Here is a paper submitted on behalf of a client whose pending stroke was missed by an emergency room doctor.
BASIS FOR PLAINTIFFS’ CLAIM
On or about December 14, 2002 Barbara M presented to Lake Charles Memorial Hospital emergency room and Dr. K with symptoms indicating the onset of a stroke. The stroke was misdiagnosed as Bell’s Palsy. Proper diagnosis of the stroke was therefore delayed until Mrs. M could be seen at the Nacogdoches Medical Center where she was diagnosed with a right posterior circulation brain stem stroke.
Mrs. M was advised by her physician in Nacogdoches, Dr. Steven P. Busby, that had the stroke been timely diagnosed in Lake Charles and the proper medications administered, the permanent damages caused by the stroke could have been avoided.
At the time of the stroke’s onset, Mrs. M was a 51-year-old white female whose past medical history was significant for Type II diabetes mellitus, hypertension, chronic back pain and fibromyalgia. Her surgical history included three cesarean sections, a hysterectomy and a cholecystectomy.
She is married. She smoked one half to one pack of cigarettes per day. She consumed no regular alcohol.
Her symptoms began roughly two days before her hospital ER visit while on a family vacation in Florida. It began with a mild right frontal headache which could not be relieved with analgesics. She next began experiencing numbness over her right cheek which increased to involve her face, left arm and facial drooping on the right. With these symptoms, Mrs. M and her husband stopped at the Lake Charles Memorial Hospital on the way back home to Texas from Florida.
TREATMENT AT LAKE CHARLES MEMORIAL HOSPITAL
Attached herewith as Exhibit “1” is a copy of the medical records for Mrs. M’s treatment at Lake Charles Memorial Hospital December 14, 2002. The panel will note she had an admit complaint of “poss cva”. The nursing assessment reads as follows:
“0130 51 y/o W [female] AARC x 3. Reports new onset weakness numbness in R face and L arm. H/A [with] onset at 1000 yesterday morning. R eye drooping and R mouth droop noted. [No] expressive ______ and pt swallows [with] difficulty. [No] hemiperesis neurovascular check intact throughout. [No] ______ s/s BBS-clear.”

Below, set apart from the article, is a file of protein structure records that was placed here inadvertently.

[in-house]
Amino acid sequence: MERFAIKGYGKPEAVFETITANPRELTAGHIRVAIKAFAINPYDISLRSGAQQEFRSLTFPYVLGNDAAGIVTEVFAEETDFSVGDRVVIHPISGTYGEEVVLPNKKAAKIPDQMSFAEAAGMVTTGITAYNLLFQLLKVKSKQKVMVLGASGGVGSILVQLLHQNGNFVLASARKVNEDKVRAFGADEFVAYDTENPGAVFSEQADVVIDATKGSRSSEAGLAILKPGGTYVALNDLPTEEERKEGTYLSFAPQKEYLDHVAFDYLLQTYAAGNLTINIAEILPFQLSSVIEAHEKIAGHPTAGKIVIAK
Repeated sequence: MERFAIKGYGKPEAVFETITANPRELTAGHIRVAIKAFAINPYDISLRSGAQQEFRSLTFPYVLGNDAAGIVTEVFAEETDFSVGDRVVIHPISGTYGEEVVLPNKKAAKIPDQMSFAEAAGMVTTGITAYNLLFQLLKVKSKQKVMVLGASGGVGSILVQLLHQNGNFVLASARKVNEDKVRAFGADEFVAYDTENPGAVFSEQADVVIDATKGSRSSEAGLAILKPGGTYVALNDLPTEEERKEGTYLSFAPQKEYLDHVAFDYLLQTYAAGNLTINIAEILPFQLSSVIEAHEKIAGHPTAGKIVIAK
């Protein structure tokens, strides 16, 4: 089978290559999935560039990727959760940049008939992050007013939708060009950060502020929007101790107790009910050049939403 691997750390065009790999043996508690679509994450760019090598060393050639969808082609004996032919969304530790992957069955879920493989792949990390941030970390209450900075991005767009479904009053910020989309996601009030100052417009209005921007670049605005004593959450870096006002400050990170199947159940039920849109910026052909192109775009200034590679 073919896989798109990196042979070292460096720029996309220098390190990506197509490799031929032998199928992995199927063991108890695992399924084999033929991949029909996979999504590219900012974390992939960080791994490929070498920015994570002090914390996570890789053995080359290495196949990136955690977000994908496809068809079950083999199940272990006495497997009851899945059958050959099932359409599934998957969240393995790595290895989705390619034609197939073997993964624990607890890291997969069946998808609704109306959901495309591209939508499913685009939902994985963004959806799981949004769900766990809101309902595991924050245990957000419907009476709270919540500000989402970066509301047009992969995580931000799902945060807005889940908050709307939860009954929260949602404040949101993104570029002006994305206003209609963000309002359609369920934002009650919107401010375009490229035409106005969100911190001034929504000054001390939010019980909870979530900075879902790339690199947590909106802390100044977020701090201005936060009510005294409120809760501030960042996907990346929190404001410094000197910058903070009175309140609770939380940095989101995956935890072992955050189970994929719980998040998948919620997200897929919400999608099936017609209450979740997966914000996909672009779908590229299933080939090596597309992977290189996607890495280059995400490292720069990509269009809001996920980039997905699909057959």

The records indicate that Dr. K’s clinical impression was “R/O Bell Palsy”. He ordered a head CT scan without contrast which revealed “No evidence of central nervous abnormality.” The scan was read by Dr. Joseph Prejean. Following the CT scan results, Mrs. M was released with discharge instructions to follow up with her primary care doctor on Monday and to report to the ER if needed.
FOLLOW-UP AT NACOGDOCHES MEDICAL CENTER
After returning home to Texas and with continued symptoms, Mrs. M presented to the Nacogdoches Medical Center. A copy of their medical records are attached herewith as Exhibit “2”. A history and physical was performed by Dr. Mark A. Cline. He noted a chief complaint of facial weakness and headache. His neurological exam described noticeable weakness to the right face with some drooping of the right eyelid consistent with Horner’s syndrome. He noted mild decreased sensation in the left arm and lower leg. Mrs. M’s gait was tested by Dr. Busby and was described as slightly ataxic. Her left toe was up going. She had weakness in her cranial nerves, facial weakness and slight weakness in her palate. Dr. Cline’s assessment and plan diagnosed a “probable right posterior circulation brain stem stroke.”
An MRI of the brain showed evidence of an infarct on the right lateral pontomedullary area consistent with Wallenburg syndrome.
Mrs. M was admitted to the hospital and showed improvement after a few days. She was discharged December 18, 2002. She was given orders for out-patient PT, OT and ST.
In the case of Mrs. M, there are two theories of damages which apply. The first form of damage is the actual or objective worsening of her condition by the failed diagnosis. As was stated above, Mr. & Mrs. M were advised by Dr. Busby that had her condition been timely diagnosed and treated, the majority of the permanent injury she sustained from the stroke could have been avoided.
The second type of damages are more subjective. Louisiana law recognizes that a patient who has been the victim of malpractice may recover for the “lost chance of a better outcome”. These damages require this panel to think in terms of probabilities rather than certainties. As an example, it is more probable than not that had the stroke been timely diagnosed and treated, Mrs. M would not have suffered as severely from the stroke symptoms. This panel does not have to attempt to quantify what those damages are. This is the role of a jury. This panel need only recognize that this damage does in fact exist, and in doing so, must render a decision in favor of the plaintiff.
The evidence in this case overwhelmingly suggests that Mrs. M was misdiagnosed at the Lake Charles Memorial Hospital emergency room by Dr. K. Dr. K failed to recognize the symptoms of a stroke, failed to seek a consult, failed to order an MRI, and failed to administer the proper medications to prevent a worsening of the stroke.
As a result of the aforedescribed malpractice, Mrs. M lost the chance of a better outcome and suffered permanent injury which more probable than not could have been avoided with earlier diagnosis and treatment.
GUILLIOT & ST. PÉ, LLC
KENNETH D. ST. PÉ
La. Bar Roll No. 22638
428 Jefferson Street
P.O. Box 2877
Lafayette, Louisiana 70502